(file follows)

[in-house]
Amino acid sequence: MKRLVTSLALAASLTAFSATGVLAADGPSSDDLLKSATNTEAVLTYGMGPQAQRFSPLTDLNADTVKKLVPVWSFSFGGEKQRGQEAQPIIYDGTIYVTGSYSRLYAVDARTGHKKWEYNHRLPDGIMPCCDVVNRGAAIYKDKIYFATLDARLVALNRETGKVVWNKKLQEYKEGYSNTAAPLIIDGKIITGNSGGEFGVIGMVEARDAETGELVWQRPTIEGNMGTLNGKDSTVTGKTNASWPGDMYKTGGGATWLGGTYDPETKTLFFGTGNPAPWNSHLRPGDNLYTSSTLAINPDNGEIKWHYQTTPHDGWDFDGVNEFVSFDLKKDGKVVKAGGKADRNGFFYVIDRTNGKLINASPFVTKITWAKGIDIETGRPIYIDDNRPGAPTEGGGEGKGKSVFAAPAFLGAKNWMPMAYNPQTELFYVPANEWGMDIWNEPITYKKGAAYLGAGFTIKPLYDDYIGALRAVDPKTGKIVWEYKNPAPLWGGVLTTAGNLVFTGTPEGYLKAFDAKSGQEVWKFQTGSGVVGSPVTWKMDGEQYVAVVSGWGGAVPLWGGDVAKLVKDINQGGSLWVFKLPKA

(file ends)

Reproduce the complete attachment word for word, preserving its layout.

[in-house]
Amino acid sequence: MKRLVTSLALAASLTAFSATGVLAADGPSSDDLLKSATNTEAVLTYGMGPQAQRFSPLTDLNADTVKKLVPVWSFSFGGEKQRGQEAQPIIYDGTIYVTGSYSRLYAVDARTGHKKWEYNHRLPDGIMPCCDVVNRGAAIYKDKIYFATLDARLVALNRETGKVVWNKKLQEYKEGYSNTAAPLIIDGKIITGNSGGEFGVIGMVEARDAETGELVWQRPTIEGNMGTLNGKDSTVTGKTNASWPGDMYKTGGGATWLGGTYDPETKTLFFGTGNPAPWNSHLRPGDNLYTSSTLAINPDNGEIKWHYQTTPHDGWDFDGVNEFVSFDLKKDGKVVKAGGKADRNGFFYVIDRTNGKLINASPFVTKITWAKGIDIETGRPIYIDDNRPGAPTEGGGEGKGKSVFAAPAFLGAKNWMPMAYNPQTELFYVPANEWGMDIWNEPITYKKGAAYLGAGFTIKPLYDDYIGALRAVDPKTGKIVWEYKNPAPLWGGVLTTAGNLVFTGTPEGYLKAFDAKSGQEVWKFQTGSGVVGSPVTWKMDGEQYVAVVSGWGGAVPLWGGDVAKLVKDINQGGSLWVFKLPKA